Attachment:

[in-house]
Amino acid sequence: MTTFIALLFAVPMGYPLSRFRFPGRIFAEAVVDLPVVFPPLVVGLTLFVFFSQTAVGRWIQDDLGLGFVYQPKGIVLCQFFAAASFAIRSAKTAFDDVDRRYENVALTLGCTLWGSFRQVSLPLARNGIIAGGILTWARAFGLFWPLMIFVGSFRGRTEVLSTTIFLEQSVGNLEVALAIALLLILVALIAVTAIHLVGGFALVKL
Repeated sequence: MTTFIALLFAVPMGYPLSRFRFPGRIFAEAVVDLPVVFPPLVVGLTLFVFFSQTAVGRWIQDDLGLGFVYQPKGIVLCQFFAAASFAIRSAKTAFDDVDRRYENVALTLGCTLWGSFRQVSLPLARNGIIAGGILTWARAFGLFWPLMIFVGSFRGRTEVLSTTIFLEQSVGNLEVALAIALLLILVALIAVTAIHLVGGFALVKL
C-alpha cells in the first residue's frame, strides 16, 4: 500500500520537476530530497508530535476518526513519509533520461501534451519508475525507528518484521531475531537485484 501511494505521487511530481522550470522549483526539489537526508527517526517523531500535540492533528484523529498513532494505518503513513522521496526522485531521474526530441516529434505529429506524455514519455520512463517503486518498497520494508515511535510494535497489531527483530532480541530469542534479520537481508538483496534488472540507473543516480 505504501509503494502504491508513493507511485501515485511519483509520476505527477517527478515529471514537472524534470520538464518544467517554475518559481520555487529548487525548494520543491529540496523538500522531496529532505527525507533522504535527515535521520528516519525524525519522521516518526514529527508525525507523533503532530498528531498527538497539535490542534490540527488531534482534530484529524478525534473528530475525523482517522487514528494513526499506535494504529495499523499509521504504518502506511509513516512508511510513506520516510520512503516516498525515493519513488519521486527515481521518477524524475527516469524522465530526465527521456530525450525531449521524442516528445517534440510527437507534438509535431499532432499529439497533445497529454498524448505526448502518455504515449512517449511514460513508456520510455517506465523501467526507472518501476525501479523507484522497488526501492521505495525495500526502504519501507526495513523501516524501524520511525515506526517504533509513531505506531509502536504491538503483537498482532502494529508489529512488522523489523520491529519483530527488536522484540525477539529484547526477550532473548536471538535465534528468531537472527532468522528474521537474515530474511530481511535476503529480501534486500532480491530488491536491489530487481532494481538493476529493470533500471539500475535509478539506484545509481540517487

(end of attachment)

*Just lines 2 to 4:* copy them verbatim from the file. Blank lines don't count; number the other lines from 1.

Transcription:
Amino acid sequence: MTTFIALLFAVPMGYPLSRFRFPGRIFAEAVVDLPVVFPPLVVGLTLFVFFSQTAVGRWIQDDLGLGFVYQPKGIVLCQFFAAASFAIRSAKTAFDDVDRRYENVALTLGCTLWGSFRQVSLPLARNGIIAGGILTWARAFGLFWPLMIFVGSFRGRTEVLSTTIFLEQSVGNLEVALAIALLLILVALIAVTAIHLVGGFALVKL
Repeated sequence: MTTFIALLFAVPMGYPLSRFRFPGRIFAEAVVDLPVVFPPLVVGLTLFVFFSQTAVGRWIQDDLGLGFVYQPKGIVLCQFFAAASFAIRSAKTAFDDVDRRYENVALTLGCTLWGSFRQVSLPLARNGIIAGGILTWARAFGLFWPLMIFVGSFRGRTEVLSTTIFLEQSVGNLEVALAIALLLILVALIAVTAIHLVGGFALVKL
C-alpha cells in the first residue's frame, strides 16, 4: 500500500520537476530530497508530535476518526513519509533520461501534451519508475525507528518484521531475531537485484 501511494505521487511530481522550470522549483526539489537526508527517526517523531500535540492533528484523529498513532494505518503513513522521496526522485531521474526530441516529434505529429506524455514519455520512463517503486518498497520494508515511535510494535497489531527483530532480541530469542534479520537481508538483496534488472540507473543516480 505504501509503494502504491508513493507511485501515485511519483509520476505527477517527478515529471514537472524534470520538464518544467517554475518559481520555487529548487525548494520543491529540496523538500522531496529532505527525507533522504535527515535521520528516519525524525519522521516518526514529527508525525507523533503532530498528531498527538497539535490542534490540527488531534482534530484529524478525534473528530475525523482517522487514528494513526499506535494504529495499523499509521504504518502506511509513516512508511510513506520516510520512503516516498525515493519513488519521486527515481521518477524524475527516469524522465530526465527521456530525450525531449521524442516528445517534440510527437507534438509535431499532432499529439497533445497529454498524448505526448502518455504515449512517449511514460513508456520510455517506465523501467526507472518501476525501479523507484522497488526501492521505495525495500526502504519501507526495513523501516524501524520511525515506526517504533509513531505506531509502536504491538503483537498482532502494529508489529512488522523489523520491529519483530527488536522484540525477539529484547526477550532473548536471538535465534528468531537472527532468522528474521537474515530474511530481511535476503529480501534486500532480491530488491536491489530487481532494481538493476529493470533500471539500475535509478539506484545509481540517487